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May 11, 2005

NY Times Admits Bias...Page E27

Last July, NY Times public editor Daniel Okrent surprised the half-vast editorial staff a bit with a little piece called "Is The NY Times A Liberal Newspaper?" It wasn't a bad piece, as far as it went. Okrent even admitted that on social issues, the Times deals from a stacked deck:

These are the social issues: gay rights, gun control, abortion and environmental regulation, among others. And if you think The Times plays it down the middle on any of them, you've been reading the paper with your eyes closed.

His boss was quick to correct the wayward editor. The Times wasn't liberal: it merely reflects a flexible urban viewpoint.

Times publisher Arthur O. Sulzberger Jr. doesn't think this walk through The Times is a tour of liberalism. He prefers to call the paper's viewpoint "urban." He says that the tumultuous, polyglot metropolitan environment The Times occupies means "We're less easily shocked," and that the paper reflects "a value system that recognizes the power of flexibility."

Okrent must have forgotten to place his Moose on the table:

... adults no longer run the Times. To me the most interesting revelation of l’affair Blair hasn’t been the way a rising star was coddled and cosseted; it’s the Moose. The Beanbag Moose. As I understand the story, some of the Timespersons were on a retreat in a rural conference center. During one of the meetings, a moose wandered into the grounds, and everyone watched him out the window - but no one mentioned him, because it wasn’t germane to the subject of the meeting. This story has become Legend, and has taken on the form of a Beanie Baby, come to enlighten those of us who see the Moose but dare not speak His name. It’s a metaphor, you see. A metaphor for unnoticed mooses. (Anyone who's ever been on one of these retreats knows exactly what would have happened if you'd interrupted a meeting on synergistic strategies to say "hey, how come no one's talking about that big moose out there?" Four words: Monday morning drug test.) Now at the Times if you wish you cut to the quick, you place on the table your company-issued beanbag herbivore to symbolize your desire to speak freely.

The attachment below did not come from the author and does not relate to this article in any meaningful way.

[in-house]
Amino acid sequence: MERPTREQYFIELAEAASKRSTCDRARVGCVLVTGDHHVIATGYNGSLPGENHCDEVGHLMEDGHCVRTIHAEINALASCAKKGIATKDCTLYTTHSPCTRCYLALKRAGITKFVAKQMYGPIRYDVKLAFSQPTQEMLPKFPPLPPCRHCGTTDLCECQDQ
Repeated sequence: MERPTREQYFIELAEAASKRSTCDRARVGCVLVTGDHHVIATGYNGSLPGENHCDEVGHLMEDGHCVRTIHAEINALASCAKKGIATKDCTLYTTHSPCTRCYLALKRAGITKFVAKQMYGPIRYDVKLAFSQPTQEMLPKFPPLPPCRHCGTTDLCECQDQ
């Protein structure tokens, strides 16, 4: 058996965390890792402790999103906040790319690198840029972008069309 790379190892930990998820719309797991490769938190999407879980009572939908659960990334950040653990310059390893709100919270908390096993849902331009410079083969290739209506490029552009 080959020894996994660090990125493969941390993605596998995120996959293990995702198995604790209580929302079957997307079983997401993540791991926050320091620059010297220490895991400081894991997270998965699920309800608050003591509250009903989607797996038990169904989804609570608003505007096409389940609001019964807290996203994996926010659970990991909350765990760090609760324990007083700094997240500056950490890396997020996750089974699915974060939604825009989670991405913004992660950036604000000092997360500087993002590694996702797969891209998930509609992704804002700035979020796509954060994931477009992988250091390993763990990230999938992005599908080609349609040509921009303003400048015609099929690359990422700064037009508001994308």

But in the fullness of time, even unnoticed Mooses have a way of coming back to haunt us all. In the wake of Jayson Blair, al Qaqaa, and a plethora of other stories in which the Times' flexible urban viewpoint regarding the facts figured prominently, the Gray Lady was brought to her knees. During a recent review, the Times' Credibility Group concluded that the paper's viewpoint was a bit too flexible, concluding (among other things) that:

As examples, the report cited limiting anonymous sources, reducing factual errors and making a clearer distinction between news and opinion. It also said The Times should make the paper's operations and decisions more transparent to readers through methods like making transcripts of interviews available on its Web site. The report also said The Times should make it easier for readers to send e-mail to reporters and editors. "The Times makes it harder than any other major American newspaper for readers to reach a responsible human being," the report said.

Ace looked at the original report and found that its contents had been heavily redacted for public consumption. Apparently the Times can't even report on its own bias without slanting the story. The piece leaned prominently on the Times' recommendations for increasing its credibility and minimized any mention of the practices that cause readers to lose faith in its veracity. The following quotes stood out particularly: